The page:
Flacourtia montana Graham, referred to as Indian plum or mountain sweet thorn is restricted only to the evergreen and semi-evergreen forests of the Western Ghats. It belongs to the willow family, i.e., Salicaceae. The tree trunk at its base bears several long, sharp thorns. In the dry season the plant produces scarlet colored, ...

  7. The Blackfoot 111 buried geophone experiment

    Energy Technology Data Exchange (ETDEWEB)

    Cieslewicz, D.; Lawton, D.C. [Calgary Univ., AB (Canada). Dept. of Geology and Geophysics

    1999-07-01

    As an important difference between a VSP and a conventional survey is the presence of the near-surface layer in the latter, it is possible that overburden materials are particularly attenuative to shear waves, causing an observed narrower bandwidth of converted waves in a seismic experiment conducted in the Blackfoot oil field. The Blackfoot III buried geophone experiment tested this hypothesis by recording data with three component geophones buried to various depths in the near surface. By avoiding a portion of the near surface, buried geophones might avoid a certain amount of attenuation, resulting in a better bandwidth and hence vertical resolution for P-S reflections in particular. Accessory seismic studies of near-surface velocity and impedance were made using the buried geophone data, made possible by the unique geometry of the experiment. The P-P processed data had comparable data quality at all geophone depths, whereas the processed surface P-S data had superior quality over data from the buried phones. This was a result of greater amounts of mode leakage and lower raw reflection amplitudes in the buried phones. No systematic improvement in P-S or P-P reflection bandwidth was noted for deeper geophones; inconsistent geophone coupling was partly a factor in this observation. Raw reflection amplitudes through the near surface are controlled mainly by the impedance of near-surface sediments. Near-surface velocities are typical for unconsolidated overburden for the western 2/3 of the buried receiver line, but increases to values more typical of unweathered bedrock for the eastern 1/3. This probably shows a thinning of the overburden layer in this area. 2 refs.

  8. 76 FR 13429 - Notice of Availability of Final Environmental Impact Statement for the Proposed Blackfoot Bridge...

    Science.gov (United States)

    2011-03-11

    ...] Notice of Availability of Final Environmental Impact Statement for the Proposed Blackfoot Bridge Mine... Blackfoot Bridge Mine. DATES: The Final EIS is now available for public review. The BLM Record of Decision... of Availability of the Final EIS in the Federal Register. ADDRESSES: Copies of the Blackfoot Bridge...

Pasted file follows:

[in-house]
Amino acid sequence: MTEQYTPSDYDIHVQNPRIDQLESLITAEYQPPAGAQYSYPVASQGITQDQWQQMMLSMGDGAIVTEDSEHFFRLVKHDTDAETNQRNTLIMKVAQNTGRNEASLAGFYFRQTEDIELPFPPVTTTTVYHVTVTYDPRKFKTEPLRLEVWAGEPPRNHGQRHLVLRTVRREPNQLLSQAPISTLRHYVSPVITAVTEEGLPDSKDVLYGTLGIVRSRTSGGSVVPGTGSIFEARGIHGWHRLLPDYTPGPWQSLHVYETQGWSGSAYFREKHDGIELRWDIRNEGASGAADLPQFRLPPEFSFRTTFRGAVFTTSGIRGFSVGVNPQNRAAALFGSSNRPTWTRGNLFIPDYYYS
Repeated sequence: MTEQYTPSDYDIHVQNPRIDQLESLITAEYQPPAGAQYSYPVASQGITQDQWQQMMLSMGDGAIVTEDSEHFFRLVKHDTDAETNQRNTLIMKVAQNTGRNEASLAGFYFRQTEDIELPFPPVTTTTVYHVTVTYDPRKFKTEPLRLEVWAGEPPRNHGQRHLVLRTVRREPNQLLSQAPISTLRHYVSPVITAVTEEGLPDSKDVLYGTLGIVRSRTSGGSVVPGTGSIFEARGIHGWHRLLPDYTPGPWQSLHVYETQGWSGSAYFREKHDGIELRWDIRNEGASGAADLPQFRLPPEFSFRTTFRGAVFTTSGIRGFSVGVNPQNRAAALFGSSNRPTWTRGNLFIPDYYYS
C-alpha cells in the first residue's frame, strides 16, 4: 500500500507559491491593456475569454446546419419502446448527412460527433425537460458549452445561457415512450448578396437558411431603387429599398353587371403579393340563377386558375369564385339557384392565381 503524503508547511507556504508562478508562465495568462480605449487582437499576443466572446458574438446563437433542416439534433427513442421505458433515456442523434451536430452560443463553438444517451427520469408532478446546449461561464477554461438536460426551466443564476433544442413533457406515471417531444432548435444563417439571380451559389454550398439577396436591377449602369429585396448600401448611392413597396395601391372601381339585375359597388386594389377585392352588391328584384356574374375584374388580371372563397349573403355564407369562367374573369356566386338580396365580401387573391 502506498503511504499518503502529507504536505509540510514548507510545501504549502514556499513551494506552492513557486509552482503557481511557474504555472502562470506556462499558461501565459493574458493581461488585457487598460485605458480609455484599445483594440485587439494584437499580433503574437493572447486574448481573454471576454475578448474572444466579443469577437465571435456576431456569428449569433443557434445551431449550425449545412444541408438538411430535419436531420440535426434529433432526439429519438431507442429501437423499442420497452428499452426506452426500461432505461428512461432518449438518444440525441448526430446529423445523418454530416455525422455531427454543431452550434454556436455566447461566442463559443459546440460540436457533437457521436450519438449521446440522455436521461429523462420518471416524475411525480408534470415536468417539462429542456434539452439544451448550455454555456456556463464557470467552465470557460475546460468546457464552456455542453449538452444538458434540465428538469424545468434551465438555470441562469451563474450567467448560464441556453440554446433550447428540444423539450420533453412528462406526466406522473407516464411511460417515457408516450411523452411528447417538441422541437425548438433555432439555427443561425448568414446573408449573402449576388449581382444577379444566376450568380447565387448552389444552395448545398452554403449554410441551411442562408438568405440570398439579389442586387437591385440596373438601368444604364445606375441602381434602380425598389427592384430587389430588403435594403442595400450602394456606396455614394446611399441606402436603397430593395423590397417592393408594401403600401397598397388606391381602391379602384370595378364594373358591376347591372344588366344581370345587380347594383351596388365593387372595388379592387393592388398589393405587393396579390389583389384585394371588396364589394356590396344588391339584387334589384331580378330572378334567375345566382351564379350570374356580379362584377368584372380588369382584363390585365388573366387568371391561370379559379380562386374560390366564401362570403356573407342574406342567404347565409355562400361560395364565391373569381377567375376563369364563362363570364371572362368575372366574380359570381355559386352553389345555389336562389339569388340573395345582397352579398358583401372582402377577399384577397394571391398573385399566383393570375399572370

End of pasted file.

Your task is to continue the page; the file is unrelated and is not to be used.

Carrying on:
9. Selenium in the Blackfoot, Salt, and Bear River Watersheds

    Science.gov (United States)

    Hamilton, S.J.; Buhl, K.J.

    2005-01-01

    Nine stream sites in the Blackfoot River, Salt River, and Bear River watersheds in southeast Idaho, USA were sampled in May 2001 for water, surficial sediment, aquatic plants, aquatic invertebrates, and fish. Selenium was measured in these aquatic ecosystem components, and a hazard assessment was performed on the data. Water quality characteristics such as pH, hardness, and specific conductance were relatively uniform among the nine sites. Of the aquatic components assessed, water was the least contaminated with selenium because measured concentrations were below the national water quality criterion of 5 μ g/L at eight of the nine sites. In contrast, selenium was elevated in sediment, aquatic plants, aquatic invertebrates, and fish from several sites, suggesting deposition in sediments and food web cycling through plants and invertebrates. Selenium was elevated to concentrations of concern in fish at eight sites (> 4 μ g/g in whole body). A hazard assessment of selenium in the aquatic environment suggested a moderate hazard at upper Angus Creek (UAC) and Smoky Creek (SC), and high hazard at Little Blackfoot River (LiB), Blackfoot River gaging station (BGS), State Land Creek (SLC), upper (UGC) and lower Georgetown Creek (LGC), Deer Creek (DC), and Crow Creek (CC). The results of this study indicate that selenium concentrations from the phosphate mining area of southeast Idaho were sufficiently elevated in several ecosystem components to cause adverse effects to aquatic resources in southeastern Idaho.

  10. Disseminated toxoplasmosis in black-footed penguins (Spheniscus demersus).